It’s Wednesday night , so the story continues. Picking up from last week -
I literally squealed with delight when I opened up this draft and realized I’m starting with high school stuff.
I’m sure you all are saying, “We get it! You were amazing in high school. Put up or shut up. Get over it, or be amazing, again.” Well, I’m gonna do my best to be amazing again.
I’ve been spending a lot (read: too much) time reflecting lately (between my recent birthday, and my 1 year anniversary of moving to LA (shivers) coming up pretty soon). So, the blog might be seeming a little more high school heavy, even for me. Sorry. Too many thoughts. We’ll get through it, though.
Anyway, last week I was talking about my most amazing teacher in the universe, and how I adore her. She really instilled a crazy (wonderful) work ethic in me. I worked in the theater on Valentine’s Day, Memorial Day, Easter… I didn’t even have a desire to be anywhere else. It was never a sacrifice, because what was I sacrificing if there was nowhere else I’d rather be?
In my years there, I learned that no matter happens, you get your butt to that theater. I remember when I had mono, and I was in the chorus of My Fair Lady. School rule: You had to go to four classes if you wanted to perform in the show. So, I’d go sleep through 4 classes, then during the show I’d lay in the corner until it was time for a number, and I would dance my feet off while making humongous facial expressions. (Go ahead and watch the tapes!) As soon as a number was over, I’d go shut down until the next one.
I don’t remember every little story of tiny obstacles. I just remember that no matter what, you do your show. Unless you are literally dying right now, there’s an audience that needs to be entertained.
In all honesty, one of my very first thoughts when I was in the hospital missing my first show was, was what is my high school theater teacher going to think of me? I was truly stressed about it – labored breathing, darting eyes and thoughts. She taught me so well. Is this an extenuating circumstance enough? I’m not literally dying right now.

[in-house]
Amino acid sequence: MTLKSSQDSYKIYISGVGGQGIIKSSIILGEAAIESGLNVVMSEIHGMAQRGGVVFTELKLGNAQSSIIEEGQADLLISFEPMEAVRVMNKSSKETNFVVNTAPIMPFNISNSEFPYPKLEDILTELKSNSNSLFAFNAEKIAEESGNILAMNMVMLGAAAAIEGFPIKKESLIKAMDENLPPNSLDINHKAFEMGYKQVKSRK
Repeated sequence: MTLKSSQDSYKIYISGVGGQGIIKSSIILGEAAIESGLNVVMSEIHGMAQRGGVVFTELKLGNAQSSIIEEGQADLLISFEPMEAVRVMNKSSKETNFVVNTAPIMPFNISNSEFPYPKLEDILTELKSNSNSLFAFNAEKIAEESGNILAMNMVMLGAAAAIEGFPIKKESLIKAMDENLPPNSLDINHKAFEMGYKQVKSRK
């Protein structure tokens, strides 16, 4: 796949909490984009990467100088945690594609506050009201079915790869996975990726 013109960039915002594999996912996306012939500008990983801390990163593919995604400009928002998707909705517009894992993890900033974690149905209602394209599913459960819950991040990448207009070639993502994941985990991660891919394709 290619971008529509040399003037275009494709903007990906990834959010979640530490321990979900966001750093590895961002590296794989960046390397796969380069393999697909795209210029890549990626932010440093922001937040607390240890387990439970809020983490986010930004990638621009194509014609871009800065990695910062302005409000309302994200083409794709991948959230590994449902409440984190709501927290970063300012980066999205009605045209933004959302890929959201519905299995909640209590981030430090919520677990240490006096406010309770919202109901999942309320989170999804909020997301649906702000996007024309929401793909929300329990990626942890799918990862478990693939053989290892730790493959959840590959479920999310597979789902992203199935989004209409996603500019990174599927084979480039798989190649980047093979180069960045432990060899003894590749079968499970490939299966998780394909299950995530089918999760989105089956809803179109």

Thankfully, we talked on the phone a lot throughout my whole ordeal, and the first time that I caught her up to speed – commencing a complete and total freak out/meltdown – she let me know that it was okay. And that even if it were her, she would be in the hospital instead of at the show.
She’s as close to perfect as you’re gonna get. So, if she would be in the hospital too, I felt that I could be okay with it. She then shared with me a few stories of extenuating circumstances through the years where people would learn their lines from hospital beds. Okay, I’m not alone.
A thought about those people I was talking about in the last post – the ones who get seriously injured and finish a marathon or things of the sort – I can’t allow myself to compare myself with them too much. They have the one goal they’re in the middle of. I had an overarching goal, but had to take a break from my career.
It’s not as though I passed out backstage at my Broadway debut. I was just missing another day of work. Not to diminish that theater in Boston at all. I know that every person and every project is equally important. It was/is an awesome, important theater, and I was extremely proud to work there. But, you know what I’m saying.
This wasn’t my Everest – it wasn’t my huge, life-changing day. I cannot blame myself for taking off work to fix a heart problem. I can’t. (Yes, these paragraphs are way more for me than for you, and is something I try to convince myself of all the time. But it’s hard. The first time I missed a show was the first time I realized – maybe I’m not as strong as I used to be.)
There’s more to come as far as realizations of how weak or strong or different I am (/was), but I’m going to save some for later. Now, I need to jump back in to where we were chronologically in the story. Next week, the story continues.